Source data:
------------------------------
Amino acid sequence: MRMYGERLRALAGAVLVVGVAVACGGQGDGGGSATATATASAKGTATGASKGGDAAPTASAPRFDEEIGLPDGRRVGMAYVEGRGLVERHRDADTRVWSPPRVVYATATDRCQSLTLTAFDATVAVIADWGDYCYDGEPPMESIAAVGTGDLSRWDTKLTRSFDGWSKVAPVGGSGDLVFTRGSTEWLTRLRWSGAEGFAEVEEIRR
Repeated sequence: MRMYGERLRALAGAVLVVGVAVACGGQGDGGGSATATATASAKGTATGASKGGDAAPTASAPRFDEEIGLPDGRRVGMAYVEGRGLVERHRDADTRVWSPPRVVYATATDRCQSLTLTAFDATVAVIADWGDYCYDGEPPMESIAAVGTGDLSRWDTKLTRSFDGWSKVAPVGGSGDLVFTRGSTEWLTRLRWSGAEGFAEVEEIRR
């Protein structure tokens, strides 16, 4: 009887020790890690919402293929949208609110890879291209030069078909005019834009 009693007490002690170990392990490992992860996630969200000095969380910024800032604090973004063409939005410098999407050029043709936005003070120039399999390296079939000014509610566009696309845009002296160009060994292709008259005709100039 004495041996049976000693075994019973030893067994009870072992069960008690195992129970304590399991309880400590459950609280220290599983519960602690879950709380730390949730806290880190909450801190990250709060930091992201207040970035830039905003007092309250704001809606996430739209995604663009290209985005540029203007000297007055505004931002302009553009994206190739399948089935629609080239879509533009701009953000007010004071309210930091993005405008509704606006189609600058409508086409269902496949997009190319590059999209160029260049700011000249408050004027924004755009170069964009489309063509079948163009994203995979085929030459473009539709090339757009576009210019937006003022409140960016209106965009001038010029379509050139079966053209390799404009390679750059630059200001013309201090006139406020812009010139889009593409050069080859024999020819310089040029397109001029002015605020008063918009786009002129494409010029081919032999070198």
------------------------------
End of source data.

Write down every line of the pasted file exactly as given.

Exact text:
Amino acid sequence: MRMYGERLRALAGAVLVVGVAVACGGQGDGGGSATATATASAKGTATGASKGGDAAPTASAPRFDEEIGLPDGRRVGMAYVEGRGLVERHRDADTRVWSPPRVVYATATDRCQSLTLTAFDATVAVIADWGDYCYDGEPPMESIAAVGTGDLSRWDTKLTRSFDGWSKVAPVGGSGDLVFTRGSTEWLTRLRWSGAEGFAEVEEIRR
Repeated sequence: MRMYGERLRALAGAVLVVGVAVACGGQGDGGGSATATATASAKGTATGASKGGDAAPTASAPRFDEEIGLPDGRRVGMAYVEGRGLVERHRDADTRVWSPPRVVYATATDRCQSLTLTAFDATVAVIADWGDYCYDGEPPMESIAAVGTGDLSRWDTKLTRSFDGWSKVAPVGGSGDLVFTRGSTEWLTRLRWSGAEGFAEVEEIRR
């Protein structure tokens, strides 16, 4: 009887020790890690919402293929949208609110890879291209030069078909005019834009 009693007490002690170990392990490992992860996630969200000095969380910024800032604090973004063409939005410098999407050029043709936005003070120039399999390296079939000014509610566009696309845009002296160009060994292709008259005709100039 004495041996049976000693075994019973030893067994009870072992069960008690195992129970304590399991309880400590459950609280220290599983519960602690879950709380730390949730806290880190909450801190990250709060930091992201207040970035830039905003007092309250704001809606996430739209995604663009290209985005540029203007000297007055505004931002302009553009994206190739399948089935629609080239879509533009701009953000007010004071309210930091993005405008509704606006189609600058409508086409269902496949997009190319590059999209160029260049700011000249408050004027924004755009170069964009489309063509079948163009994203995979085929030459473009539709090339757009576009210019937006003022409140960016209106965009001038010029379509050139079966053209390799404009390679750059630059200001013309201090006139406020812009010139889009593409050069080859024999020819310089040029397109001029002015605020008063918009786009002129494409010029081919032999070198």